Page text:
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jblowe

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Re: Mobility and fitness training
« Reply #22 on: January 13, 2017, 07:20:25 PM »

Yoga is meant to be very good.

Started going to Yoga with my wife, only because she did not want to go on her own, I love it. For anyone who has played sport it is easy.  After a few weeks I was right into it, and now go to classes 3 times a week, plus a short morning routine each day. Only thing is your be the only bloke in the class!!! 
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GoodLeave

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Re: Mobility and fitness training
« Reply #23 on: January 13, 2017, 07:36:18 PM »

Only thing is your be the only bloke in the class!!!

This sounds like a good thing!?
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jblowe

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Re: Mobility and fitness training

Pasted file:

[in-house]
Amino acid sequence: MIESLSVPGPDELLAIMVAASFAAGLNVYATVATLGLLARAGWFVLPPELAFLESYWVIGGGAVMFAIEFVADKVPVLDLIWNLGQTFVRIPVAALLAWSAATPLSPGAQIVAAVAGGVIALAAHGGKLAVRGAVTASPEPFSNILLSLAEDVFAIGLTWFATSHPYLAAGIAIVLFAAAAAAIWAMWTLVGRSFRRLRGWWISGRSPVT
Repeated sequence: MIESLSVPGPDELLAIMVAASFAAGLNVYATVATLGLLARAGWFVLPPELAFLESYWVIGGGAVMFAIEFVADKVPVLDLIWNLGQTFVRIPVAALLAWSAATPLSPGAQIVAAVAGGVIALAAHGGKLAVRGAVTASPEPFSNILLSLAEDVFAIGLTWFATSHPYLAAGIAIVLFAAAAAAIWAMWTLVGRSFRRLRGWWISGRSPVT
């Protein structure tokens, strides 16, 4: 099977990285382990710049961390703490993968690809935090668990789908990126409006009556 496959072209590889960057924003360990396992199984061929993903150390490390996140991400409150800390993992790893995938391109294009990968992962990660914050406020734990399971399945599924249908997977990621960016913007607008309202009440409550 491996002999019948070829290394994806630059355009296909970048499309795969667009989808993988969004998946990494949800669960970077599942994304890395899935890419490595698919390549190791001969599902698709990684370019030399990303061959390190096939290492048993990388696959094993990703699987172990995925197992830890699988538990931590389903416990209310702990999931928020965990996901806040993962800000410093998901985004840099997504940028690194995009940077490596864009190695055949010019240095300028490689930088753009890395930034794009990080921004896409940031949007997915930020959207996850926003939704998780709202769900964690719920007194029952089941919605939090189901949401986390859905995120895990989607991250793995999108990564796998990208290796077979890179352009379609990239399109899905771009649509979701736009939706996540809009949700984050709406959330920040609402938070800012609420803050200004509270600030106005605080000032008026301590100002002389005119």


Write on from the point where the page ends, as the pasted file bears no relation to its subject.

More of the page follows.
« Reply #24 on: January 13, 2017, 07:39:39 PM »

You would think so!! but the lunchtime classes are for the more mature Lady.
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Northern monkey

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Re: Mobility and fitness training
« Reply #25 on: January 13, 2017, 07:55:13 PM »

its a time thing again Jason, you know what it's like round here driving anywhere at 5pm ish
I'd spend more time getting to a class somewhere, than I can afford.
I joined a gym in Abingdon last year, and spent more time in traffic than in there, and the forty quid a month membership really pees me off

I suppose the ideal, would be a personal trainer,(over forty) that could coach me through the hiit/kettle bell/yoga/Pilates ?
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Stuey

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Re: Mobility and fitness training